Mining Risks – Construction

22 August 2016

The Construction mining market sector remains very competitive and soft, with no signs of a significant change going forward. 

There were questions over what impact the recent insurer mergers would have on capacity, for example the XL / Catlin and ACE / Chubb deals, but so far there is no reason to believe such deals will reduce capacity enough to affect rates. 

Overall capacity continues to increase in the construction market, with some of the larger insurers looking to write larger lines and increase their share. 

Interest rates remain low, making insurance an attractive home for capital. Consequently, new insurers continue to enter the construction market, with no sign of a reduction in the appetite of underwriters for construction risks. New markets entrants are competing hard to grow their portfolio whilst established markets are reacting defensively to retain their market share. This has resulted in more market options being available to insure construction mining projects both above and below ground.

London insurers also face competition from overseas domestic markets, including recent changes to insurance regulations in overseas territories, such as West Africa (an area which has seen a rise in the number of new gold mining construction project enquiries), whereby local insurer retention levels are increasing, which can lead to reduced reinsurance orders for London and European markets.

Most of the mining construction projects seen in the London market recently have been in Africa, South America, Eastern Europe and Canada, and these have been quite small (USD 50 to 500 million contract values). Unless projects are in difficult jurisdictions, have sizeable DSU components, or are lender driven on the market financial security required, then the smaller projects can be placed in the local insurance markets, without the need to approach London/European markets.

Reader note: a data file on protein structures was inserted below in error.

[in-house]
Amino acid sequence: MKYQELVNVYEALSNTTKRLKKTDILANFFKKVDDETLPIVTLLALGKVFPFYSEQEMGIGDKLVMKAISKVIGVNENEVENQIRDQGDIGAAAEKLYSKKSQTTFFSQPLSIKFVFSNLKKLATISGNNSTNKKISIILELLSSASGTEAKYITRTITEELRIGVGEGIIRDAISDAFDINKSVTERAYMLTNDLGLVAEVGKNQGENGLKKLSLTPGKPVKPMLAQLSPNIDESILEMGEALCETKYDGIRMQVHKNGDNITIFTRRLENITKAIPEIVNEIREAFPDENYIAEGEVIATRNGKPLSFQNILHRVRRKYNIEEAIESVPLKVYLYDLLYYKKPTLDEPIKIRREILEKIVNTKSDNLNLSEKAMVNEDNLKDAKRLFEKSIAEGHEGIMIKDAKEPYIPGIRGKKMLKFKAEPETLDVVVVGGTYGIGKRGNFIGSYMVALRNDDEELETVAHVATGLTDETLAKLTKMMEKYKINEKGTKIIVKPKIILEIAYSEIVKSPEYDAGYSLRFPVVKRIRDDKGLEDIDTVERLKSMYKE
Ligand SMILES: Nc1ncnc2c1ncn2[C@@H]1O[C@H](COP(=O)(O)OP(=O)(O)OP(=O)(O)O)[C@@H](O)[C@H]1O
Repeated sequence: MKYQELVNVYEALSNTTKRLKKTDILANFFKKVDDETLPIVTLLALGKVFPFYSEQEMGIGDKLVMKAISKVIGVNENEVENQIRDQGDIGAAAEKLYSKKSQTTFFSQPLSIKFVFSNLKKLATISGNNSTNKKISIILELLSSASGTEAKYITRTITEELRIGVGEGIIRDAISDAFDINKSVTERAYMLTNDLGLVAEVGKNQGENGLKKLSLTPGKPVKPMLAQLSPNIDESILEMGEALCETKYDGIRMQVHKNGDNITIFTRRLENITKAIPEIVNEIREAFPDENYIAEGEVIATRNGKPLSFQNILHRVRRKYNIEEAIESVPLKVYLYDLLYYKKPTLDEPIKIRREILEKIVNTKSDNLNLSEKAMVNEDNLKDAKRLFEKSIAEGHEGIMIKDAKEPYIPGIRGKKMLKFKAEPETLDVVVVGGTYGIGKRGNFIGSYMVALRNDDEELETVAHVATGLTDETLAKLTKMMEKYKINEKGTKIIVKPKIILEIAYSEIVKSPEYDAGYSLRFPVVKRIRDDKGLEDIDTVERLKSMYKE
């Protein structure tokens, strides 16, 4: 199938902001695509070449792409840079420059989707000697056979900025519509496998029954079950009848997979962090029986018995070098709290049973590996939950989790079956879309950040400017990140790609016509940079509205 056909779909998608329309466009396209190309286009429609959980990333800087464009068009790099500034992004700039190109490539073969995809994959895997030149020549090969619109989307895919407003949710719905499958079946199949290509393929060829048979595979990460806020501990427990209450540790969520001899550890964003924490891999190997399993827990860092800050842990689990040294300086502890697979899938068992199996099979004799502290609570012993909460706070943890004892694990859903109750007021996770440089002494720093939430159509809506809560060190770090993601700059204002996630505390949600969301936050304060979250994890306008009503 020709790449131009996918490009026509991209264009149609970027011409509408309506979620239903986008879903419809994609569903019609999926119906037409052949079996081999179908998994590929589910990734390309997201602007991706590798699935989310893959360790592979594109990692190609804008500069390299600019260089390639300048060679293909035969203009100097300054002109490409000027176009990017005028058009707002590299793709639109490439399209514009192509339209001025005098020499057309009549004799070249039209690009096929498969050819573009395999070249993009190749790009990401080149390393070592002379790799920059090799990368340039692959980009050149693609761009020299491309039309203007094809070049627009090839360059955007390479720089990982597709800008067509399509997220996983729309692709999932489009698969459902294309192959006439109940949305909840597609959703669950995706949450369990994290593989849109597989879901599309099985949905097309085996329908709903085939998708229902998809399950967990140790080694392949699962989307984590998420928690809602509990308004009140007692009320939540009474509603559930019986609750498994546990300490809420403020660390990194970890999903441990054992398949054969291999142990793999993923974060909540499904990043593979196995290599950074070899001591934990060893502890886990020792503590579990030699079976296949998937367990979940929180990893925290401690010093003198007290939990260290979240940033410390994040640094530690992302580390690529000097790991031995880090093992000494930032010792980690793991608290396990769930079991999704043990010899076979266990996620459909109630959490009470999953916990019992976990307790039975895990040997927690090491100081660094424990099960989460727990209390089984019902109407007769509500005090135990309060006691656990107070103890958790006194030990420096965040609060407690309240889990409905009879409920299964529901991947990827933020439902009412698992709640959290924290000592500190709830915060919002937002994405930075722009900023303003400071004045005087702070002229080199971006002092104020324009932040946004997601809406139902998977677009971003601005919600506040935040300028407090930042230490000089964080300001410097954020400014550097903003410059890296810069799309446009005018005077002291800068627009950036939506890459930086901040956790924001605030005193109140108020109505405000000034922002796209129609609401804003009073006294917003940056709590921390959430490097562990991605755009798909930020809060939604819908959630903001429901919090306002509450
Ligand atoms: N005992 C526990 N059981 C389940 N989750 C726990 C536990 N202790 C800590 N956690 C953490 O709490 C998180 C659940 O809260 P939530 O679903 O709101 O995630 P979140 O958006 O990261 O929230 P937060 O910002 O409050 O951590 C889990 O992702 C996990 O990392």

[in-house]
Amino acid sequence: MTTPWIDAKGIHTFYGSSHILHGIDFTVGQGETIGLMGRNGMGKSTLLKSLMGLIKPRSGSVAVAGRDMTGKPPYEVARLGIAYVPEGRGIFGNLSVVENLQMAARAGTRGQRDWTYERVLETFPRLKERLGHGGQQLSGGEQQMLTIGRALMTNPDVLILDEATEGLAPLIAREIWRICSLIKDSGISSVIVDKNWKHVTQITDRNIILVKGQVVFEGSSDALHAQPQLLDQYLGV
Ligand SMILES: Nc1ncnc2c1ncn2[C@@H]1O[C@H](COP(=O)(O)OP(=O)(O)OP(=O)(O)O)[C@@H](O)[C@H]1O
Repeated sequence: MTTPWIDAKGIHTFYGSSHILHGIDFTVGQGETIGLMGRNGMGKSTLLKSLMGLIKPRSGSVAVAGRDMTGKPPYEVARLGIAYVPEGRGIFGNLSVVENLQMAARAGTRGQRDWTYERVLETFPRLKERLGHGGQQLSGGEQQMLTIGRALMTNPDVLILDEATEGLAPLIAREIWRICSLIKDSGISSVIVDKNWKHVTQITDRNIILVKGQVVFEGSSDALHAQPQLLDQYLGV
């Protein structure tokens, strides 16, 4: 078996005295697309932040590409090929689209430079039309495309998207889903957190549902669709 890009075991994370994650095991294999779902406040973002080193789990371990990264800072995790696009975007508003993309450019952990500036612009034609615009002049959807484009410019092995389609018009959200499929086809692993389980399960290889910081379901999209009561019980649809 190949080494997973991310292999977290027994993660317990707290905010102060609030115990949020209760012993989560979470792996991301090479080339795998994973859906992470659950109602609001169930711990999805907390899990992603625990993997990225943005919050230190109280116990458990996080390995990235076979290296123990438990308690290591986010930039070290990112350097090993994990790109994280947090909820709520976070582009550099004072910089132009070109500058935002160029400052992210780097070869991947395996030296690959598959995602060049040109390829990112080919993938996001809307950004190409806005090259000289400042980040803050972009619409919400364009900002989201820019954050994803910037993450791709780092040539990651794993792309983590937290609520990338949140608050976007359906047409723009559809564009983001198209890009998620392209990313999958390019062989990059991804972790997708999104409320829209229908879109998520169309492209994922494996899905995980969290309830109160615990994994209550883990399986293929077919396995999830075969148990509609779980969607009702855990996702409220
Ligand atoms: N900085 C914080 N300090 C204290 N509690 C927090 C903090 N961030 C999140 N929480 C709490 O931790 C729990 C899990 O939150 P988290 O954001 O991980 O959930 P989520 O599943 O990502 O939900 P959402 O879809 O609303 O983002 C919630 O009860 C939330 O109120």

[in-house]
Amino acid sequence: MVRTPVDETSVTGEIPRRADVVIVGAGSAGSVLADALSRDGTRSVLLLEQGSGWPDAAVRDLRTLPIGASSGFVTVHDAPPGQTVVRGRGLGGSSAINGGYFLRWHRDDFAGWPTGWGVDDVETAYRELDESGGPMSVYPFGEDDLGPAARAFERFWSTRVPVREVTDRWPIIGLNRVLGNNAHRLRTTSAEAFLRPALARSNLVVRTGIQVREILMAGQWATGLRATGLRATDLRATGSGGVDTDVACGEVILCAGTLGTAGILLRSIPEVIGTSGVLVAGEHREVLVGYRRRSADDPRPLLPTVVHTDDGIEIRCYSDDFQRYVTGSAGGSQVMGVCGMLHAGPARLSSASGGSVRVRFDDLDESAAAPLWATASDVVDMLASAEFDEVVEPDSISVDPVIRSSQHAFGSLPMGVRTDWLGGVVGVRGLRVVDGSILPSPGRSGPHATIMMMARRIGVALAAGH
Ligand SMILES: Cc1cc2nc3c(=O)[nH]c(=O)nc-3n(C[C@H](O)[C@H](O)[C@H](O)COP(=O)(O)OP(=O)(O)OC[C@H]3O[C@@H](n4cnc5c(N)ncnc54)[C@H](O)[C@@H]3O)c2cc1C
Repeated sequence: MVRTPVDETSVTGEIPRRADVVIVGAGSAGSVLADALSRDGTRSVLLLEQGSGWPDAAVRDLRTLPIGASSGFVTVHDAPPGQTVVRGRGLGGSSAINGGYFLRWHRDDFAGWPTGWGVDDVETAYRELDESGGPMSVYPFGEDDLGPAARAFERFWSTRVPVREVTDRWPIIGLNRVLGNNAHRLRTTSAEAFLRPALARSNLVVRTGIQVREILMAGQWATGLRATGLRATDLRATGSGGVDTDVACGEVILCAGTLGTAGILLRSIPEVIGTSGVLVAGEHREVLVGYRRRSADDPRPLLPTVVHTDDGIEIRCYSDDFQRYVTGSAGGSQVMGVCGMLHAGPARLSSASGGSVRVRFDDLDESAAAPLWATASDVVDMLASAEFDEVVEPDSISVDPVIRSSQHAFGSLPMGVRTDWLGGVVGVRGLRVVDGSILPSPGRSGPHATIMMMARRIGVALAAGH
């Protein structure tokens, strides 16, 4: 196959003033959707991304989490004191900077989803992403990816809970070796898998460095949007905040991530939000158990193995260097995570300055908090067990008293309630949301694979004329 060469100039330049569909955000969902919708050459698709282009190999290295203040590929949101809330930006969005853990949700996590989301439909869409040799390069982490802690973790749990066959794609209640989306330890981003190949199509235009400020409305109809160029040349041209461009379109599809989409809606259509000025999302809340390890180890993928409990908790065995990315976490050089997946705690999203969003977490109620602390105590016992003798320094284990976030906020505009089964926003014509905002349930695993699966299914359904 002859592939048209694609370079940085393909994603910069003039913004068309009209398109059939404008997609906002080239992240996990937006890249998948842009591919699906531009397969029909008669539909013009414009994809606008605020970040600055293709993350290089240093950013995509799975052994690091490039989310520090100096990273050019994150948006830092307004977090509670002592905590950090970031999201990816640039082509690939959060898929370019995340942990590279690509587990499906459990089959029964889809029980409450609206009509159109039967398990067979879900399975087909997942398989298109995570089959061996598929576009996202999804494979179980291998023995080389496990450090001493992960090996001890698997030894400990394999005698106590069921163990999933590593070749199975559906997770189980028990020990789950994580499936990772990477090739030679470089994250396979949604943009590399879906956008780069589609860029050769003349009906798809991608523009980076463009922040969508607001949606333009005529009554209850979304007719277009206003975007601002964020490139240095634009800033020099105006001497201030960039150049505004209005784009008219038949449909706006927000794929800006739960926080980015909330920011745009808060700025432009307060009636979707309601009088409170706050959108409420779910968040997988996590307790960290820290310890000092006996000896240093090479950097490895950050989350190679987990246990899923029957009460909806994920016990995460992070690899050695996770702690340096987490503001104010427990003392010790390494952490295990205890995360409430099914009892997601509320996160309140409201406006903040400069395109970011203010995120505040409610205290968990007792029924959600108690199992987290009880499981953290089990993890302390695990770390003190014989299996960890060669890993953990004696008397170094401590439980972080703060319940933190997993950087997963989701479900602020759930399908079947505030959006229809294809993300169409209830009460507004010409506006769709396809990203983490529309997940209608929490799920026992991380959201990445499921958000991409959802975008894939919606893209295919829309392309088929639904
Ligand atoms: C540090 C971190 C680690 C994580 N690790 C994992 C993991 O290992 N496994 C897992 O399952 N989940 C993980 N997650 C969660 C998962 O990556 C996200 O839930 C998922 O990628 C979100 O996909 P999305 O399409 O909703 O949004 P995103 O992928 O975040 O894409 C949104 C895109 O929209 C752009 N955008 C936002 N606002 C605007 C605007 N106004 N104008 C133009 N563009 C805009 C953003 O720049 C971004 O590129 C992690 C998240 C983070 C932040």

However, despite this competition, insurers in the London market have maintained underwriting discipline in respect of scope of cover and retentions, compared with previous soft markets. Opportunities for profitable growth are reducing, however, and the pace of rate decreases over the last few months has slowed.

Although some insurers have been affected by large man-made losses, such as the explosions in the Chinese port of Tianjin, there is also a feeling that the absence of natural catastrophic events disguises the underlying inadequacy of premium rates and their sustainability over the longer term.

Despite the fact that large scale multi-billion dollar mining construction projects have been declining, over the last three years the market has enjoyed a sustained period of good underwriting results and has supported the influx of new capacity entering our market. Therefore, the construction market remains a market which is committed to ensuring healthy competition exists, whilst simultaneously providing a high level of service and cover to our mining clients.

Tip for buyers 

Think beyond the market cycles. Client engagement with insurers can suffer in a soft market, but try to maintain relationships with insurers because insurers respond more favourably to clients that actively build a long-term relationship.

This market update is part of a 10 part series. A PDF of all 10 articles will be available after publication. 

For further information, please contact Hugh McManus, Partner, JLT Construction on +44 207 558 3248 or email


contact Hugh McManus
Partner, JLT Construction